New Book Review: Živković’s Serbian Dreambook

Wednesday, February 6th, 2013

Another year, another book review for the Oral History Review. This time, I was invited to review Marko Živković’s Serbian Dreambook: National Imaginary in the Time of Milošević. The latest contribution to the Indiana University Press series on “New Anthropologies of Europe,” Živković highlights the narratives of Serbian civilians – mostly educated elites – who “were as immersed in everyday life as anyone else in Serbia, but also, in their professional role, capable of detachment and the kind of reflection that is enabled by a more synoptic view of the situation” (p. 12). In doing so, he reveals a complex matrix of ethnonationalist mythologies – which he refers to as the Serbian imaginary – that were revised and reinvented by Serbian civilians in their efforts to come to terms with the lived experiences of political upheaval, war, and mass atrocities surrounding the disintegration of the former Yugoslavia.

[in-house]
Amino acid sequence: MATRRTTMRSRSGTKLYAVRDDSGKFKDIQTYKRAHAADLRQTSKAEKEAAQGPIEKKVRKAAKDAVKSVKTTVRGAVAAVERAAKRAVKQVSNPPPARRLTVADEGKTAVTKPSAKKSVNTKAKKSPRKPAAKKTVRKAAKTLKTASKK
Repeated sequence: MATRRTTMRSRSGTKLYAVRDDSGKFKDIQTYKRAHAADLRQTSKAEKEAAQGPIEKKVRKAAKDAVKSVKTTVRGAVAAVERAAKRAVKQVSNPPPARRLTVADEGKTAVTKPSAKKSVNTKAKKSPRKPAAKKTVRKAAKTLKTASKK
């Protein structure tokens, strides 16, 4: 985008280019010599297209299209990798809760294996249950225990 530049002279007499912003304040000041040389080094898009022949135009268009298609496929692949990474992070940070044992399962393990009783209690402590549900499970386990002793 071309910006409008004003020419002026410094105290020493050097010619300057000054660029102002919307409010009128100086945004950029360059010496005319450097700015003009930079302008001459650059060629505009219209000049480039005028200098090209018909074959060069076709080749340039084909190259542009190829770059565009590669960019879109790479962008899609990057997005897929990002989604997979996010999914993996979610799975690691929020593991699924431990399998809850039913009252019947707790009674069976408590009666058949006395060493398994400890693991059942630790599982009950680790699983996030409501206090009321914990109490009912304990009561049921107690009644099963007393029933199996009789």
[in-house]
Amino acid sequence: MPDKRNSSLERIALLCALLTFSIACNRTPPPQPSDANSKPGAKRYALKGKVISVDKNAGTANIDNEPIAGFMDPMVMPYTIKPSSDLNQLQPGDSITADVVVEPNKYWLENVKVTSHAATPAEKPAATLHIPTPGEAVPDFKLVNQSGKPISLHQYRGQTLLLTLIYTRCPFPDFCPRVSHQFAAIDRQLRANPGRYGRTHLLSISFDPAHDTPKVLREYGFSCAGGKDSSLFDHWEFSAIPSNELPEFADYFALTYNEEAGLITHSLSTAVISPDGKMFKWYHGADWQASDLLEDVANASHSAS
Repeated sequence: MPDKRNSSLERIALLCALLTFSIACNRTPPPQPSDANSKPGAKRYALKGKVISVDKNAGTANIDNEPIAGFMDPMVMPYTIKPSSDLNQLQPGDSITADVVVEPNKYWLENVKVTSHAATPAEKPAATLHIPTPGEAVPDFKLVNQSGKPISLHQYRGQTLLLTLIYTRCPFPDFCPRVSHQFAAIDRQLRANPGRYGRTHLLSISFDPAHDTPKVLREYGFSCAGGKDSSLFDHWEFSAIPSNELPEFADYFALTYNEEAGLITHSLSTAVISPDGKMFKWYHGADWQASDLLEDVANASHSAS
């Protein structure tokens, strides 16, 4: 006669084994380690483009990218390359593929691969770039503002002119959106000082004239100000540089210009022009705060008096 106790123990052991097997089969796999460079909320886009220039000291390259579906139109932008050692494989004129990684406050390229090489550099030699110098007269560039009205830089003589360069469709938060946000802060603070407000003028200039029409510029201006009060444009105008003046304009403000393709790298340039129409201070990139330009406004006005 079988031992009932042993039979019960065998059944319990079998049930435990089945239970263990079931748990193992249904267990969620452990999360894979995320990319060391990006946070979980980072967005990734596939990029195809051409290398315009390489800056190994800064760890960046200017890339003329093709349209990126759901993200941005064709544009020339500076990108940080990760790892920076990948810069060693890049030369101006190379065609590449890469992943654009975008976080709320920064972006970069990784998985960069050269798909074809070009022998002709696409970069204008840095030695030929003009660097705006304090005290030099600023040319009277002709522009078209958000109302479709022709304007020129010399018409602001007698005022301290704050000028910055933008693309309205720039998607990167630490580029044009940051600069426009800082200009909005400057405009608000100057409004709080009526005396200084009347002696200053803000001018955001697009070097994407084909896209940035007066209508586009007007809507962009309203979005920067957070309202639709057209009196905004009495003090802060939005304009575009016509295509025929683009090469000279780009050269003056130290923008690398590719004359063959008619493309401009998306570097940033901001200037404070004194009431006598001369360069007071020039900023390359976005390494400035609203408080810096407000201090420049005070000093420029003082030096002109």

For those who are interested, you can download the complete book review here.


New Contribution: “Forensic Investigations” in The Encyclopedia of Transitional Justice

Tuesday, January 15th, 2013

Lavinia Stan and Nadya Nedelsky’s Encyclopedia of Transitional Justice has just been published through Cambridge University Press. It is a three volume reference collection that provides overviews of transitional justice terminology, methods and practices, and theoretical debates and key questions, as well as brief summaries of how transitional justice theories and methods have been applied in particular conflict settings, from Rwanda to Bosnia-Hercegovina.